British makes finished strong at the Beaulieu Sale held by Bonhams on September 9 and 10. Some 75 automotive lots and over 400 lots of automobilia were offered over two days at the National Motor Museum in Beaulieu. The top three sales were cars from two of the UK’s premier automotive manufacturers: Aston Martin and Rolls-Royce.
Leading all other sales was a 1955 Aston Martin DB2/4 3.0-Liter Drophead Coupe at £172,500, about $199,600, and twice its pre-sale estimate. Offered as a project, the drophead coupe was delivered new in California and was one of 46 export-model DB2/4 drophead coupes produced.
A younger sibling of the drophead Aston landed in third on the top sales list, this one a 1959 Aston Martin DB Mark III Sports Saloon. Also delivered new in the US, the DB Mk III sold for £132,250 ($153,003). Despite needing some reconditioning after being stored since 2007, the DB Mk III too surpassed the pre-sale estimate. No doubt aided by the fact that just 551 DB Mark III examples were built.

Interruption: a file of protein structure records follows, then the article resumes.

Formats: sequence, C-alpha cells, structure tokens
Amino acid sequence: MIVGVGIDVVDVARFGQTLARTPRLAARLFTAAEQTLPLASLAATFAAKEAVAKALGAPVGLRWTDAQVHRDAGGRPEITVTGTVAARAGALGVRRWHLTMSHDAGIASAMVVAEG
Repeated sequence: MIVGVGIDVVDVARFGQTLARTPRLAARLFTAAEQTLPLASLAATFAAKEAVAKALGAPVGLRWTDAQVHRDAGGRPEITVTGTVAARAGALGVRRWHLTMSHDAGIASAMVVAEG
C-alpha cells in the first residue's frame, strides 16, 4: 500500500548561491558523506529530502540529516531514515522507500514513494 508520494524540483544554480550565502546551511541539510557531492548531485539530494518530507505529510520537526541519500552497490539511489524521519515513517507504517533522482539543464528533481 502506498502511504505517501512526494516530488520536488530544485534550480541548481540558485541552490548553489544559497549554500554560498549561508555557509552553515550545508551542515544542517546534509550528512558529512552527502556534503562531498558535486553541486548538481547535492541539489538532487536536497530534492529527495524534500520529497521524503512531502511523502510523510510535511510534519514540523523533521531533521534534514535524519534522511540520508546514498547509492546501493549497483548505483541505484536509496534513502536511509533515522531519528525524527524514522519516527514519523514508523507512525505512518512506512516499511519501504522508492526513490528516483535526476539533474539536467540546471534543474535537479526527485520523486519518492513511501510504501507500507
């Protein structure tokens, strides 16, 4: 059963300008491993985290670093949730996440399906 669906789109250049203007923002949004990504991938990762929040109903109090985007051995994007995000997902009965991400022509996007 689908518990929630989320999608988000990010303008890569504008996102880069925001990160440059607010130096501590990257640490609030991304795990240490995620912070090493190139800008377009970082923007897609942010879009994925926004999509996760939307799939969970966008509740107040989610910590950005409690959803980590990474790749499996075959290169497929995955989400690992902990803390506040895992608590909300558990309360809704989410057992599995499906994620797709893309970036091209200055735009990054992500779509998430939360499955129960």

Splitting up the two Astons in the second spot at £155,250 ($179,612) was a 1931 Rolls-Royce 20/25hp “Dreadnought Special.” Originally fitted with two-door drophead coupe coachwork by H.J. Mulliner, the 20/25hp now wears a Brooklands Bentley-style aluminum body by Bespoke Bodywork on a shortened 108-inch wheelbase. Backing up the sporty look, the Bentley is powered by a 3.7-L six-cylinder engine force-fed by a period Godfrey Marshall K300 blower. The combo is said to produce 190 bhp and 350 ft/lb.
One of the sale’s most interesting lots was the 1914 Ford Model T Motor Caravan. Thought to be the oldest known motor caravan remaining, the Model T blew past the pre-sale estimate, realizing £63,250 or $73,175. Restored back to original specs back in the 1970s, the early caravan has participated in many London-Brighton Runs and remains quite a sight to behold.